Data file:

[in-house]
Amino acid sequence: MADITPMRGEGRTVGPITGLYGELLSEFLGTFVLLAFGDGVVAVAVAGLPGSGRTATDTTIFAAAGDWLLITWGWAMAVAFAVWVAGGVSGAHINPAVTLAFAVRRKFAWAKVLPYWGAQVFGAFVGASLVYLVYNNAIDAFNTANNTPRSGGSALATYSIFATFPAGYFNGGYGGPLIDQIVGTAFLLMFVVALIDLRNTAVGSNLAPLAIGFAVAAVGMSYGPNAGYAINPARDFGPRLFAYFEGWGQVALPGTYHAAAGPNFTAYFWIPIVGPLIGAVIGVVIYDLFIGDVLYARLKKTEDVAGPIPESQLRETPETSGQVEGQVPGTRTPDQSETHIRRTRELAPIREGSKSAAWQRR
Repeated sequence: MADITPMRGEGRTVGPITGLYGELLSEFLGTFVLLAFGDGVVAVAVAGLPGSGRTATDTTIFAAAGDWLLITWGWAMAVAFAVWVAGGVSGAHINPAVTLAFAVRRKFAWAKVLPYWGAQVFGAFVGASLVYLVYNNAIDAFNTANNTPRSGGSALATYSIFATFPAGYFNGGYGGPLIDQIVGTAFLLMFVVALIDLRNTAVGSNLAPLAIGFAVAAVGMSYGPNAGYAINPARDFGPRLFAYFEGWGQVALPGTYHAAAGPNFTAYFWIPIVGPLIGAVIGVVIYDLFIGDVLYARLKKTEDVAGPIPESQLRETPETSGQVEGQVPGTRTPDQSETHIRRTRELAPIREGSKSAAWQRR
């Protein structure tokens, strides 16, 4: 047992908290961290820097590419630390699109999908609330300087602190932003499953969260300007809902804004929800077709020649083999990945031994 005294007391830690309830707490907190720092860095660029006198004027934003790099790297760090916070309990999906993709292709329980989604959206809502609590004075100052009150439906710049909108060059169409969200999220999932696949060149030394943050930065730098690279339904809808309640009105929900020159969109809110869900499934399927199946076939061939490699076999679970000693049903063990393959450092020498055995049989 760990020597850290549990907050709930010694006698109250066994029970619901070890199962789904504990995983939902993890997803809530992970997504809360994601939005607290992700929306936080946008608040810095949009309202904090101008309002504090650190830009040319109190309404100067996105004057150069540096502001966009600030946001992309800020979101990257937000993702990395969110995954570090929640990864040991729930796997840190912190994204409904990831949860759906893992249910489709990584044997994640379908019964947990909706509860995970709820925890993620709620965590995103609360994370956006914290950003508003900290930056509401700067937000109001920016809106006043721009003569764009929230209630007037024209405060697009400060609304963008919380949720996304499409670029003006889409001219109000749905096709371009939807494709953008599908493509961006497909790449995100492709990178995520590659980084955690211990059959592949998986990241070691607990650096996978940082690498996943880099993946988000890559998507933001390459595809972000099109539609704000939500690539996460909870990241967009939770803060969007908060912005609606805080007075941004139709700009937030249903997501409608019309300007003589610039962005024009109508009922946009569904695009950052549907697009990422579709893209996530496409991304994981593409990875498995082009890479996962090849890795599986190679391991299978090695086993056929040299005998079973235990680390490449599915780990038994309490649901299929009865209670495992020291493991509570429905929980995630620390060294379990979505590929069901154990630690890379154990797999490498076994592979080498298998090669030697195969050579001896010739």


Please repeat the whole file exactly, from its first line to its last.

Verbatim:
[in-house]
Amino acid sequence: MADITPMRGEGRTVGPITGLYGELLSEFLGTFVLLAFGDGVVAVAVAGLPGSGRTATDTTIFAAAGDWLLITWGWAMAVAFAVWVAGGVSGAHINPAVTLAFAVRRKFAWAKVLPYWGAQVFGAFVGASLVYLVYNNAIDAFNTANNTPRSGGSALATYSIFATFPAGYFNGGYGGPLIDQIVGTAFLLMFVVALIDLRNTAVGSNLAPLAIGFAVAAVGMSYGPNAGYAINPARDFGPRLFAYFEGWGQVALPGTYHAAAGPNFTAYFWIPIVGPLIGAVIGVVIYDLFIGDVLYARLKKTEDVAGPIPESQLRETPETSGQVEGQVPGTRTPDQSETHIRRTRELAPIREGSKSAAWQRR
Repeated sequence: MADITPMRGEGRTVGPITGLYGELLSEFLGTFVLLAFGDGVVAVAVAGLPGSGRTATDTTIFAAAGDWLLITWGWAMAVAFAVWVAGGVSGAHINPAVTLAFAVRRKFAWAKVLPYWGAQVFGAFVGASLVYLVYNNAIDAFNTANNTPRSGGSALATYSIFATFPAGYFNGGYGGPLIDQIVGTAFLLMFVVALIDLRNTAVGSNLAPLAIGFAVAAVGMSYGPNAGYAINPARDFGPRLFAYFEGWGQVALPGTYHAAAGPNFTAYFWIPIVGPLIGAVIGVVIYDLFIGDVLYARLKKTEDVAGPIPESQLRETPETSGQVEGQVPGTRTPDQSETHIRRTRELAPIREGSKSAAWQRR
């Protein structure tokens, strides 16, 4: 047992908290961290820097590419630390699109999908609330300087602190932003499953969260300007809902804004929800077709020649083999990945031994 005294007391830690309830707490907190720092860095660029006198004027934003790099790297760090916070309990999906993709292709329980989604959206809502609590004075100052009150439906710049909108060059169409969200999220999932696949060149030394943050930065730098690279339904809808309640009105929900020159969109809110869900499934399927199946076939061939490699076999679970000693049903063990393959450092020498055995049989 760990020597850290549990907050709930010694006698109250066994029970619901070890199962789904504990995983939902993890997803809530992970997504809360994601939005607290992700929306936080946008608040810095949009309202904090101008309002504090650190830009040319109190309404100067996105004057150069540096502001966009600030946001992309800020979101990257937000993702990395969110995954570090929640990864040991729930796997840190912190994204409904990831949860759906893992249910489709990584044997994640379908019964947990909706509860995970709820925890993620709620965590995103609360994370956006914290950003508003900290930056509401700067937000109001920016809106006043721009003569764009929230209630007037024209405060697009400060609304963008919380949720996304499409670029003006889409001219109000749905096709371009939807494709953008599908493509961006497909790449995100492709990178995520590659980084955690211990059959592949998986990241070691607990650096996978940082690498996943880099993946988000890559998507933001390459595809972000099109539609704000939500690539996460909870990241967009939770803060969007908060912005609606805080007075941004139709700009937030249903997501409608019309300007003589610039962005024009109508009922946009569904695009950052549907697009990422579709893209996530496409991304994981593409990875498995082009890479996962090849890795599986190679391991299978090695086993056929040299005998079973235990680390490449599915780990038994309490649901299929009865209670495992020291493991509570429905929980995630620390060294379990979505590929069901154990630690890379154990797999490498076994592979080498298998090669030697195969050579001896010739």